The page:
Canada's Role to Crypto Future - Florent "Flo" Thévenin | ATC #515

In this special True North Strong and Free edition of the Around The Coin podcast, your host Stephen Sargeant sits down with Florent "Flo" Thévenin, a Canadian blockchain entrepreneur who runs BlockFlo Digital and Blockchain North. Flo is a seasoned leader and media entrepreneur, spanning 20+ years of experience globally and a strong background in business development, project management, and multimedia production. Flo has conducted 1,500+ interviews, curated top-tier conferences, and secured millions in sponsorship revenue. With a vast network in tech, energy, sustainability, and blockchain, he's highly skilled in interviewing, social media, and video production, with nearly 100K followers across platforms. Endorsed for management, marketing strategy, and sales presentation.

Host: Stephen Sargeant

Guest: Florent Thévenin

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Episode Transcript

Stephen: Oh, Canada edition of Around The Coin podcast. We had Flo Thévenin, cannot pronounce his last name properly, but he's based in Canada along with your boys Stephen Brent Sargeant and the host of this podcast. We talked about Blockchain North, which is the only Blockchain focused media company in Canada. We talked entrepreneurship.

We talked about all the different initiatives and what regulators and politicians are really saying about crypto industry and blockchain industry here in Canada. We talked about some of the business sectors including Bitcoin mining, including stablecoin regulation, as well as lobbying in Canada. This is a great conversation and for all those that want to get the lay of the land of the payments, Crypto and blockchain space in Canada.

This is an episode that you want to listen to. It's the true, North strong and free edition of Around The Coin podcast.

Stephen: This is your host Stephen Sargeant, Around The Coin podcast. We have a special edition, the True, North Strong and Free edition, the Canadian edition of the podcast where we have Flo. Flo, tell us a little bit about yourself and what do you do here in Canada?

Florent: Wow, always the hardest question. Tell us about yourself. You want to find that balance, right? Between providing useful information and not boasting too much or not going too long. But look, I'm Flo. I'm half French and half Dutch. I've been in Canada for 12 years. I define myself as a global citizen. I'm, you know, multilingual, lived in different parts of the world, which is how I landed in Canada 12 years ago.

And I would also say I'm someone with a lot of initiative and most recently an entrepreneur.

I have two businesses. One is called BlockFlo Digital, which is a specialized digital marketing and video production business catering to the crypto industry but also non crypto clients. And then I also, around the same time, created a company called Blockchain North, which, as you can read here, positions itself as Canada's first blockchain media.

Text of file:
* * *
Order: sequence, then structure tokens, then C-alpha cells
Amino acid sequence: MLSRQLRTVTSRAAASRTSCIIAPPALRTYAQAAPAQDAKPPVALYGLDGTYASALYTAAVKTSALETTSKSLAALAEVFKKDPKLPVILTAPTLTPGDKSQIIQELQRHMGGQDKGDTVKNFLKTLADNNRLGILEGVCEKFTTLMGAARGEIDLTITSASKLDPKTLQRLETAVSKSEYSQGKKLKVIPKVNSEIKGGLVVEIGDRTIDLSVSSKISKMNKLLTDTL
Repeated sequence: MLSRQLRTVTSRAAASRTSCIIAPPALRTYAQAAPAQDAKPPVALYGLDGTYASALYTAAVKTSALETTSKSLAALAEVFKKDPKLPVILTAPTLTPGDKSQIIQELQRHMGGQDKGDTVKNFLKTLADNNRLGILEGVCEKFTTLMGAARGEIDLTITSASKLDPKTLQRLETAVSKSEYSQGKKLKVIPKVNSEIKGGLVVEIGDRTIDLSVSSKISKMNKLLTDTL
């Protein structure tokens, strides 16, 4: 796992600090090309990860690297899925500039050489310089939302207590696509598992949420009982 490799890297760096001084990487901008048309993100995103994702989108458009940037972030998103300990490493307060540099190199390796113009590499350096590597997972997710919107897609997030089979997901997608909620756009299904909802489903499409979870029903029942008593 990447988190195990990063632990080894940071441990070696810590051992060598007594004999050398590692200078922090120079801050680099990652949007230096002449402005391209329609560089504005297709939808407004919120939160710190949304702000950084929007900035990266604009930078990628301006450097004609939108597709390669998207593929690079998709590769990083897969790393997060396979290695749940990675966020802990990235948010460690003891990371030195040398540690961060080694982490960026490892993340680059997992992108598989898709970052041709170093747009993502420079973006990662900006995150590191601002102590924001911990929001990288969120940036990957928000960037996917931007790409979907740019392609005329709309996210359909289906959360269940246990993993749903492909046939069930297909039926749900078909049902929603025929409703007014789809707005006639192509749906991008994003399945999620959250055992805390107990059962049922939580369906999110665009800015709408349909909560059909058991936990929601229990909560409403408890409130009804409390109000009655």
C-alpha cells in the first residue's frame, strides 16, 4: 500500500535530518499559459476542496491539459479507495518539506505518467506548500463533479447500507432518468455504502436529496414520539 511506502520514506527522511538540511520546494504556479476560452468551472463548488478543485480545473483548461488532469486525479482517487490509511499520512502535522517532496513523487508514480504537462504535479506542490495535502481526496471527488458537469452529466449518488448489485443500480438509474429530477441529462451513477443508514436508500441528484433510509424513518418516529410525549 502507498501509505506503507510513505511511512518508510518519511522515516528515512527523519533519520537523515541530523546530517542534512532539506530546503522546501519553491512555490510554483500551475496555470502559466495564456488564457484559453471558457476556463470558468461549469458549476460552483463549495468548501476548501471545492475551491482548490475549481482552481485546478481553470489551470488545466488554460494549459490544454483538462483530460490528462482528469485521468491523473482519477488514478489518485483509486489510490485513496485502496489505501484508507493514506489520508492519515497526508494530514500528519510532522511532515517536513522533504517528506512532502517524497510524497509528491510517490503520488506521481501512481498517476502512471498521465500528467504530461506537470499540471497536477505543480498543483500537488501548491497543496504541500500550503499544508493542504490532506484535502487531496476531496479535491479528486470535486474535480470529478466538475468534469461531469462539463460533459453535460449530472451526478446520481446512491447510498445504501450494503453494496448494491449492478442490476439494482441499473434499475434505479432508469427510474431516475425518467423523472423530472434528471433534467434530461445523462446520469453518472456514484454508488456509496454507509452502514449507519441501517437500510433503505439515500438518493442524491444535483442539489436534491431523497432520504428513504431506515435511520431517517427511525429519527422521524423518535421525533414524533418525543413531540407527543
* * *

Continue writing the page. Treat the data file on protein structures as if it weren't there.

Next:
And I know there's a word missing in that sentence before you say it. And that's because in French, you would say media, like as media company, you would say it on his own and I just think it sounds good. So I left it there. But, uh, anyway, you get the idea and that's who I am and super happy to be with you today.

Stephen: And let's talk about Blockchain North because I don't even think you position yourself. I think you are the first media agency that's focused strictly on blockchain in Canada, what was the type of void? What was the aha moment where you're like, Hey, why didn't anybody cover this? Or why didn't Coindesk or Blockworks kind of showcase this highlight?

Like, where did you find the need for, let me set up something that nobody else has successfully done in Canada, which many people look upon when they're bringing exchanges, but sometimes isn't the biggest market when it comes from a dollar bill point of view from some of these blockchain companies.

Florent: Yes, so true, so true. So first a clarification.

We are two businesses in one. So Blockchain North is really a media company. I would not call it an agency. I just want to be very clear. We're like a media company, YouTube, website, you know, social media, etc. We produce content. That's Blockchain North. BlockFlo Digital is what you could call an agency in the sense that we service clients with their Content creation, social media, copywriting, and even white paper writing, um, uh, as a service.

So, anyway, I mean, why? Well, you know, BlockFlo Digital was, was a natural continuation of what I did before. I set up a Canadian, uh, company in partnership with a, with an owner called And we produced a lot of content and did a lot of social media. And I always thought we should provide services to our clients.